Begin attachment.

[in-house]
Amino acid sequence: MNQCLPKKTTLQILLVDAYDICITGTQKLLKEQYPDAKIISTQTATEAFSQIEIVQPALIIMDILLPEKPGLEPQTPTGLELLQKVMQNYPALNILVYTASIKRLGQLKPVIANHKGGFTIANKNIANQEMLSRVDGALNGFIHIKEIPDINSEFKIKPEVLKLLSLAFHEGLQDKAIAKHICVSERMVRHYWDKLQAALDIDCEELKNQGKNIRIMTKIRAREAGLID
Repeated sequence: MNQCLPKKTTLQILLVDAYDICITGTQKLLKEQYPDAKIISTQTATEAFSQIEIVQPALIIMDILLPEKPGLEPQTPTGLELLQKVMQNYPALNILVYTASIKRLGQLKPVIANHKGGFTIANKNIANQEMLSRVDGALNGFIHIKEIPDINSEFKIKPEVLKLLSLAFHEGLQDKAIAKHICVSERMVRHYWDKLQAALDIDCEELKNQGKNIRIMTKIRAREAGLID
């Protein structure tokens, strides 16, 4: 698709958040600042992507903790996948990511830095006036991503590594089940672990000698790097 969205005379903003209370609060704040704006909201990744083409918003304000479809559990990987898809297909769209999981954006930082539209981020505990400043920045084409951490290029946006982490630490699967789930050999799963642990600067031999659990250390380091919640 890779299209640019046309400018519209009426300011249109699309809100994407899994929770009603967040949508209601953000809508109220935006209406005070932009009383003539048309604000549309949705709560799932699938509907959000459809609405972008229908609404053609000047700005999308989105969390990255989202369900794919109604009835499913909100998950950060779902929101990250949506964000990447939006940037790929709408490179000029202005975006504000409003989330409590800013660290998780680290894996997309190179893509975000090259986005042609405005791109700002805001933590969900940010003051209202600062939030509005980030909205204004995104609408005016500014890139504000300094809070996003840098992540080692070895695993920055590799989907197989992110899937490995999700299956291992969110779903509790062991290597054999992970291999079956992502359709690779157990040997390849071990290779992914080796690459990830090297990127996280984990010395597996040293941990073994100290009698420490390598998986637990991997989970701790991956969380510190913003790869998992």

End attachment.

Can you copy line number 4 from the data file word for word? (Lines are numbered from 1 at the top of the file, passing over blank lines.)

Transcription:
């Protein structure tokens, strides 16, 4: 698709958040600042992507903790996948990511830095006036991503590594089940672990000698790097 969205005379903003209370609060704040704006909201990744083409918003304000479809559990990987898809297909769209999981954006930082539209981020505990400043920045084409951490290029946006982490630490699967789930050999799963642990600067031999659990250390380091919640 890779299209640019046309400018519209009426300011249109699309809100994407899994929770009603967040949508209601953000809508109220935006209406005070932009009383003539048309604000549309949705709560799932699938509907959000459809609405972008229908609404053609000047700005999308989105969390990255989202369900794919109604009835499913909100998950950060779902929101990250949506964000990447939006940037790929709408490179000029202005975006504000409003989330409590800013660290998780680290894996997309190179893509975000090259986005042609405005791109700002805001933590969900940010003051209202600062939030509005980030909205204004995104609408005016500014890139504000300094809070996003840098992540080692070895695993920055590799989907197989992110899937490995999700299956291992969110779903509790062991290597054999992970291999079956992502359709690779157990040997390849071990290779992914080796690459990830090297990127996280984990010395597996040293941990073994100290009698420490390598998986637990991997989970701790991956969380510190913003790869998992």